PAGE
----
EPA Science Advisors Admit That a Landmark Fracking Study Ignored Dangers
The panel is urging the agency to reconsider claims that the controversial extraction method is safe.
Fracking has no “systematic” impact on water quality, according to a preliminary EPA report released over the summer that’s just now being scrutinized by the agency’s own advisory board.
The EPA report concludes in Government Speak that fracking doesn’t affect groundwater.
But these conclusions are supported only if you ignore contamination like that reported in Pennsylvania, Texas, and Wyoming, which critics claim is exactly what the EPA did.
Previous studies found fracking was linked to birth defects, increased risk of lung disease, methane contamination in the water supply (see that GIF below), and elevated endocrine-disrupting chemical activity in groundwater.
People living near the wells are twice as likely to have upper-respiratory issues or skin problems. Critics say the industry lacks appropriate safeguards.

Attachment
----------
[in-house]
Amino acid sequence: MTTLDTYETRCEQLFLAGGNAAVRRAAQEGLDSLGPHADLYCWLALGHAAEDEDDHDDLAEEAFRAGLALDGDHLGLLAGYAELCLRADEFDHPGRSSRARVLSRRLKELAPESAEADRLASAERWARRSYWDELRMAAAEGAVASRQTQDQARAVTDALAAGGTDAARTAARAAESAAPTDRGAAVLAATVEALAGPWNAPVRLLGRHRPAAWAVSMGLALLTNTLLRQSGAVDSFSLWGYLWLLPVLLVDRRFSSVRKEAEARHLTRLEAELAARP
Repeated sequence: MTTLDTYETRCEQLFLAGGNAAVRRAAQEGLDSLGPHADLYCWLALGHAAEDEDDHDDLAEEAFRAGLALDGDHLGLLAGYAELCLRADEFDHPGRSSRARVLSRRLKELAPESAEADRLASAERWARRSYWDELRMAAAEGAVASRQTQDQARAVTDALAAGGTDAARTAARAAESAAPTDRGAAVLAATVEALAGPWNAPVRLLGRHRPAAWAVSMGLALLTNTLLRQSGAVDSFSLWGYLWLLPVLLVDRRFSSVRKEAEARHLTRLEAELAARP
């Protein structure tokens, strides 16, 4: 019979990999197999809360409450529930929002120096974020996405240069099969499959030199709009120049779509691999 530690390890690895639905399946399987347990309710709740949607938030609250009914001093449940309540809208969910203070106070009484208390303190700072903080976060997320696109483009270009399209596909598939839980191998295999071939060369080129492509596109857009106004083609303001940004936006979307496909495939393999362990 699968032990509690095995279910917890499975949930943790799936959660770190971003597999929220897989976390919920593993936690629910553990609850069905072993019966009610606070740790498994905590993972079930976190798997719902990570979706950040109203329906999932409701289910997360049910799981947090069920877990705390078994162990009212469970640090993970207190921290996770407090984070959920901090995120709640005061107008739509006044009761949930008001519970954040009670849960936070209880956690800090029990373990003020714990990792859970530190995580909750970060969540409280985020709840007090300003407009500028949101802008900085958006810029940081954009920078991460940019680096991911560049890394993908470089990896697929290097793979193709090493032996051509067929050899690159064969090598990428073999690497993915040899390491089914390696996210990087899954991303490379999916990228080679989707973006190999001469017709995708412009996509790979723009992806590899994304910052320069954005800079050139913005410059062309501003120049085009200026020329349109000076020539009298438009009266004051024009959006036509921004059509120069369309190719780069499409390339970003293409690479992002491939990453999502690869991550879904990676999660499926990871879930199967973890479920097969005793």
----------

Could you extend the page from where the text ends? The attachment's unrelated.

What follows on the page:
“Spill data alone gives sufficient pause to reconsider the statement,” Bruce Honeyman, professor emeritus at the Colorado School of Mines, told Alternet.
And speaking to Bloomberg, James Buckner said the report reaches for conclusions using only limited data.
“I do not think that the document’s authors have gone far enough to emphasize how preliminary these key conclusions are and how limited the factual bases are for their judgments,” said Buckner, a professor of pharmacology and toxicology at the University of Georgia.
Meanwhile, fracking industry lobbyists and trade groups accuse the panel of being ideologically driven. American Petroleum Institute president Jack Gerard did all but stop short of calling it a smear campaign by environmental activists who oppose fossil fuels.
The panel will hold a public teleconference to discuss the report on February 1 before sending final recommendations to the EPA.